He estimated that at least 60 percent of families in Jalpan have at least one relative who works in the U.S.
Juan Trejo Mata, 40, a resident of Jalpan who twice journeyed to the U.S. to work, said it’s very common among families in the area.
“Each family has two or three people that live in the U.S,” he said “If they don’t have brothers in the United States, they have cousins, or nephews or uncles.”
Trejo left Jalpan when he was 14. When he got to the U.S., he said he was too young to work, so he went to high school. But he dropped out during his junior year to start working in the fields with his dad. His father had followed Trejo to the U.S., promising his wife he would return with their son.
“We always sent money to my mom,” he said, recalling the amount was about $200 a week.
They saved enough money to return to Mexico but when Trejo was 22, he returned to the U.S. because he couldn’t find work in Jalpan. This time, he worked alongside his brothers at a company that produced corn oil.
Again, he sent money to his family in Mexico that was used to buy “groceries, more than anything,” Trejo said, or to pay the doctor when his mother got sick. Now, without remittances, he said he and his parents live simpler lives.
“We don’t eat a lot of meat,” he said. “Sometimes we have to (satisfy) ourselves with vegetables.”
Proposals to tax remittances didn’t begin with Trump. Similar proposals can be traced back to as early as 2005 when conservatives in state legislatures began to introduce bills that targeted remittances sent by undocumented immigrants.
Proposals to levy fees on remittances from undocumented immigrants were introduced in California, Texas, Nebraska and North Carolina – but all failed.
However, in 2009, the Oklahoma legislature overwhelmingly approved HB 2250, “The Drug Money Laundering and Wire Transmitter Act,” which put a $5 flat fee on remittances, plus an additional 1 percent fee on remittances over $500.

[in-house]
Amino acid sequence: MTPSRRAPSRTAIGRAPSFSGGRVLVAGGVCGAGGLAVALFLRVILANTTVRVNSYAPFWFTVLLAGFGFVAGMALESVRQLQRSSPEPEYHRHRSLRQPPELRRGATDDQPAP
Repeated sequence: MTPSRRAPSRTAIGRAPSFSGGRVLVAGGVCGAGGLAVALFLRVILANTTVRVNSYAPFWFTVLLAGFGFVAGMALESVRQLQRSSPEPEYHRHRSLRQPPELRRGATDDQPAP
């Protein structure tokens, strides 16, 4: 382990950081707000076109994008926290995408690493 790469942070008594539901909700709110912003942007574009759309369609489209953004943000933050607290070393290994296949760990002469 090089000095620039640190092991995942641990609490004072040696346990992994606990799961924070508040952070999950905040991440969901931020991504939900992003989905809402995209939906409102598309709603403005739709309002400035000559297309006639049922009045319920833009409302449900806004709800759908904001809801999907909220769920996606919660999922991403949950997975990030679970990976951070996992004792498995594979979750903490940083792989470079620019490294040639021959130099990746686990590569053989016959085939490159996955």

The passage of the law drew the ire of money-transfer company officials.
“The Oklahoma government is using us to further their anti-immigration agenda, and the war on drugs is their cover,” wrote David Landsman, executive director of the National Money Transmitters Association, in a report about the transmitter fee in Oklahoma.
Legislators in other states including Kansas, Tennessee, Mississippi and Texas, have modeled bills after Oklahoma’s that have yet to become law.
One unique proposal introduced in 2011 by Mississippi Republican state Sen. Joey Fillange would have put a $5 flat fee on remittances to create a fund to send money to states along the southern border to build a border fence.
In an interview with World Net Daily, Fillange said the idea to create a Border Fence Fund was given to him by a group called the Mississippi Patriots.
“(They) actually brought this idea to me, and this is kind of their bill. I’m the conduit for it,” he said. “They want to collect money to build a border wall, or help Arizona and Texas, some of these border states, to do what the federal government has failed to do, and refuses to do.”
Other proponents for taxing remittances argue that immigrants take money out of the U.S. economy.
Remitting money, “means that money is not recirculated back into the US economy directly,” said Dan Stein, president of the Federation for American Immigration Reform, an organization that aims to reduce immigration to U.S. “It winds up decreasing economic activity in the United States.”
But others disagree with Stein’s premise.
“It’s an argument that will continue because it’s also politically charged,” said Cuevas Mohr of the International Money Transfer Conference. “But I will say that remittances are important for both sides, for the sending country and for the receiving country.”
Monica de Bolle, a senior fellow with the Peterson Institute for International Economics, said that taxing remittances could not only impact families in Mexico but U.S. companies that export to Mexico. She points out Mexico is the second largest consumer of U.S. exports.
When you tax remittances, “you reduce their spending capacity and you reduce the ability that they have to buy goods from you,” de Bolle said. “In the end it’s kind of an exercise where you’re shooting yourself in the foot.”
However, Christopher Wilson of the Mexico Institute, believes the impact taxing remittances would have on the U.S. economy would be minimal.
“There would be some impact … I don’t think we should exaggerate that though,” Wilson said. “The reality is that Mexican consumers spend a vast majority of their income on goods that are produced domestically.”
A tax on remittances also could lead people to find other ways of sending money home and avoiding the tax, experts say.